The distinction is a very, very important one. A streetcar, by their very nature of sharing their right of way with cars, is slow, and actually worse that “trackless trolleys”, or buses. Buses can go around things when there are roadway obstructions. Streetcars cannot. Streetcars have about as many stops as a bus does. Light rail, on the other hand, usually has a dedicated right of way, by virtue of grade separation or a corridor separated from car traffic. More people can be carried on a light rail train set because the length of the cars attached is not limited to a city street. Streetcars travel between 15-25 mph, while the average light rail car travels at 40-60 mph. For an articulate definition of these differences, check out the websites of transit railcar manufacturers around the world.

    Our Mayor has no idea of what rapid transit is. If he did, he would not be characterizing streetcars as “rapid transit”. We desparately need rapid transit in this city, if the majority wants an alternative to cars. If there’s a mandate for cars, then we should increase the throughput of the major thoroughfares around the city PDQ.

    • As the director of Seattle Subway, I can tell you that the mayor has been extremely supportive of grade separated rail *as well as* streetcar. He’s even donated to us. :)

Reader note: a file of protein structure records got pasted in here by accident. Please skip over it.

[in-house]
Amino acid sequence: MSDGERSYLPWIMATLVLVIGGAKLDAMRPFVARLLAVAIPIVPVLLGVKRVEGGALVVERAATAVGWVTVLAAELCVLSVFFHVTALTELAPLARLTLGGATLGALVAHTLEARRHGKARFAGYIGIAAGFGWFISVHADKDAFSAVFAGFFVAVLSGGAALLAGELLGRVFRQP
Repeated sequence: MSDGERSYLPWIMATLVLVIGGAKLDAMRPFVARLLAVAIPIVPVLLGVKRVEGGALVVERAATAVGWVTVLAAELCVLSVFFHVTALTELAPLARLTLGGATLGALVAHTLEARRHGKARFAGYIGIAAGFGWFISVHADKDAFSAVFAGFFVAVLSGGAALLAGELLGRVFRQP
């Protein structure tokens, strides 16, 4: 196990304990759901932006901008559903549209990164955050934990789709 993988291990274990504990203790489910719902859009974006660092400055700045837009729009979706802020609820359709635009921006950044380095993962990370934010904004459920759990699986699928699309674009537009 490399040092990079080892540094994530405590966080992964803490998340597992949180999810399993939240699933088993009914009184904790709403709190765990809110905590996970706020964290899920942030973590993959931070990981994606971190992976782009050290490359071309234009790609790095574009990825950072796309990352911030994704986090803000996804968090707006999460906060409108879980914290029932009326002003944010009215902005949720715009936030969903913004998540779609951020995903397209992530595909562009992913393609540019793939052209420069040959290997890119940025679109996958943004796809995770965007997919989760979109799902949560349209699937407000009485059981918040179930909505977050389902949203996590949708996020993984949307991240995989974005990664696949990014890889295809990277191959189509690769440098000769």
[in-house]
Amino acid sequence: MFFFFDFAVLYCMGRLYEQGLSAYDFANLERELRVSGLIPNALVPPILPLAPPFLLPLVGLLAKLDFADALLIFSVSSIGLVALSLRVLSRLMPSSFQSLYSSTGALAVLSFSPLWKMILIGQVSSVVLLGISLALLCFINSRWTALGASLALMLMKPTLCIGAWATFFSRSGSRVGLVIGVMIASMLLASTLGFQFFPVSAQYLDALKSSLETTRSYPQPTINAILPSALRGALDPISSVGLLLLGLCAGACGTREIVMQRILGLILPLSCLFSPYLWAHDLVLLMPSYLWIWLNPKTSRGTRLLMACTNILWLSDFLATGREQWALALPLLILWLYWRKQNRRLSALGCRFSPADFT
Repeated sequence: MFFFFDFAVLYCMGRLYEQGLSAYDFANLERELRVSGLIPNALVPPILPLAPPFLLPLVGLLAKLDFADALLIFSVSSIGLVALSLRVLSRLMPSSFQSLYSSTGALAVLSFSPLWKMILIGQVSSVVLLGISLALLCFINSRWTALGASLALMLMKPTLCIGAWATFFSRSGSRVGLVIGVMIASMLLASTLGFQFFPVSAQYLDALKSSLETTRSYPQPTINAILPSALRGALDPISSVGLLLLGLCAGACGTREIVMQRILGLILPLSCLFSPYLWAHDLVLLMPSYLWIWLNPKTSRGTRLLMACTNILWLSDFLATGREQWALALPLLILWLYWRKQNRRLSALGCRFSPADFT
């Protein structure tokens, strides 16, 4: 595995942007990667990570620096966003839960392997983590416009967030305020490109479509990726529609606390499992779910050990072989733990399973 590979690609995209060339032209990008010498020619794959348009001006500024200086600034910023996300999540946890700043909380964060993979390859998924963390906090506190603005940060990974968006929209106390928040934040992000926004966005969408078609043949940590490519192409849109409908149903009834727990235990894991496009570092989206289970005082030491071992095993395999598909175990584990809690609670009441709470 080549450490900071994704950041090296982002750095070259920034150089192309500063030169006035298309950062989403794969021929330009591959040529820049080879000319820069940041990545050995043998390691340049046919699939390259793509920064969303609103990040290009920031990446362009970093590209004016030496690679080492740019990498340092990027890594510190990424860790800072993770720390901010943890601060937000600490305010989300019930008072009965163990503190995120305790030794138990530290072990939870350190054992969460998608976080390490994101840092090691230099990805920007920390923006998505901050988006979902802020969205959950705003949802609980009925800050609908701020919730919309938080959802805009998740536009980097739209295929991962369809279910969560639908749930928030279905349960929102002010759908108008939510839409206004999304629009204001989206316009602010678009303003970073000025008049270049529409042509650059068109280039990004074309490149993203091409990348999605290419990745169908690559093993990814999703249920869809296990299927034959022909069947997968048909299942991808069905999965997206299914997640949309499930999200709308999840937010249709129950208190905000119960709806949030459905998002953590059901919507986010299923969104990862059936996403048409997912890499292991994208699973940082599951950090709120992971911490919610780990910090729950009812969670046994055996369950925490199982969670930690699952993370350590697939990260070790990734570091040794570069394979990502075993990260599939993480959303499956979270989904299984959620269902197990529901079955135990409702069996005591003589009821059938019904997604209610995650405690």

The study work from Downtown to Ballard is studying two things independently – high capacity, probably underground, transit, and streetcar. They serve different needs and different places. The streetcar part is to extend what we have. The high capacity transit part would serve different neighborhoods, like Uptown, Belltown, and Queen Anne. Don’t think we’re picking between the two – just like we’ll build streetcar between UW and SLU, we’ll have Link from downtown to UW.

      • If you honestly think that this city is ever going to build BOTH a slow surface train AND truly fast rapid transit to northwest Seattle (as opposed to just throwing its weight behind the pointless streetcar non-solution and then saying “hey, it’s on rails, isn’t life complete now?”), then Ben quite literally has a bridge he’d like to sell you.

        Real progress or GTFO.

  6. Agreed – if it talks like a NIMBY, walks like a NIMBY, then its a NIMBY. What Steinbreuck is articulating is precisely NIMBYism – he prioritizes single family zoning over density (that’s what his code words about “neighborhoods” being the priority and ad hominem attacks about “densinistas” means. Looks at his statements about microhousing – its fine, as long as its not in whatever community he happens to be talking in front of – put in South Lake Union he says, when talking in front of Capitol Hill folks.

    I’ve got news for Steinbreuck – without the Amazons of the world, Seattle would be an overgrown fishing village. Tech companies like Amazon and Microsoft are the General Motors of the 21st century – they are providing 1,000s of jobs for Seattle residents, plus the spillover economic effects leveraged by having those good paying jobs in Seattle. (as opposed to out in Redmond)